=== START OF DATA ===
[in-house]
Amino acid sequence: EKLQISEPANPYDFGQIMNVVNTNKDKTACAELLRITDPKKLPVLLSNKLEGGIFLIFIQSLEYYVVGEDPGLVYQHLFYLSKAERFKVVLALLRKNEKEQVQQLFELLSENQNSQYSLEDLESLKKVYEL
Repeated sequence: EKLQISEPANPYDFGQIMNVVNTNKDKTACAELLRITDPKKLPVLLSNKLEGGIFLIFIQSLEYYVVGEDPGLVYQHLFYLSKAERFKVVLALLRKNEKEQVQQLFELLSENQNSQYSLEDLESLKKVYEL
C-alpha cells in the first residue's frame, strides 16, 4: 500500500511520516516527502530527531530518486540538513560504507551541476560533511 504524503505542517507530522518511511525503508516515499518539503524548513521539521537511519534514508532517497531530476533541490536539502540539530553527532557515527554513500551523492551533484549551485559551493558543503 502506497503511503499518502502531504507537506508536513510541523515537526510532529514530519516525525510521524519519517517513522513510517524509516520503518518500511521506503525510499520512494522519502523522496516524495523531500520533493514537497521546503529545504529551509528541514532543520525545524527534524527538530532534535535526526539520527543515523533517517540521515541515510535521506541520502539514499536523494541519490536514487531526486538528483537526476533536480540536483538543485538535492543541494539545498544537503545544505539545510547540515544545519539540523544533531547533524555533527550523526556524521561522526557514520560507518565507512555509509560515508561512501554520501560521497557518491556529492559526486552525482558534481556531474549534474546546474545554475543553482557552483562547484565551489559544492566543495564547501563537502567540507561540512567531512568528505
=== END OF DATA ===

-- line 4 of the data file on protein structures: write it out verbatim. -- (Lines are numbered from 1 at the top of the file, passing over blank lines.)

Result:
C-alpha cells in the first residue's frame, strides 16, 4: 500500500511520516516527502530527531530518486540538513560504507551541476560533511 504524503505542517507530522518511511525503508516515499518539503524548513521539521537511519534514508532517497531530476533541490536539502540539530553527532557515527554513500551523492551533484549551485559551493558543503 502506497503511503499518502502531504507537506508536513510541523515537526510532529514530519516525525510521524519519517517513522513510517524509516520503518518500511521506503525510499520512494522519502523522496516524495523531500520533493514537497521546503529545504529551509528541514532543520525545524527534524527538530532534535535526526539520527543515523533517517540521515541515510535521506541520502539514499536523494541519490536514487531526486538528483537526476533536480540536483538543485538535492543541494539545498544537503545544505539545510547540515544545519539540523544533531547533524555533527550523526556524521561522526557514520560507518565507512555509509560515508561512501554520501560521497557518491556529492559526486552525482558534481556531474549534474546546474545554475543553482557552483562547484565551489559544492566543495564547501563537502567540507561540512567531512568528505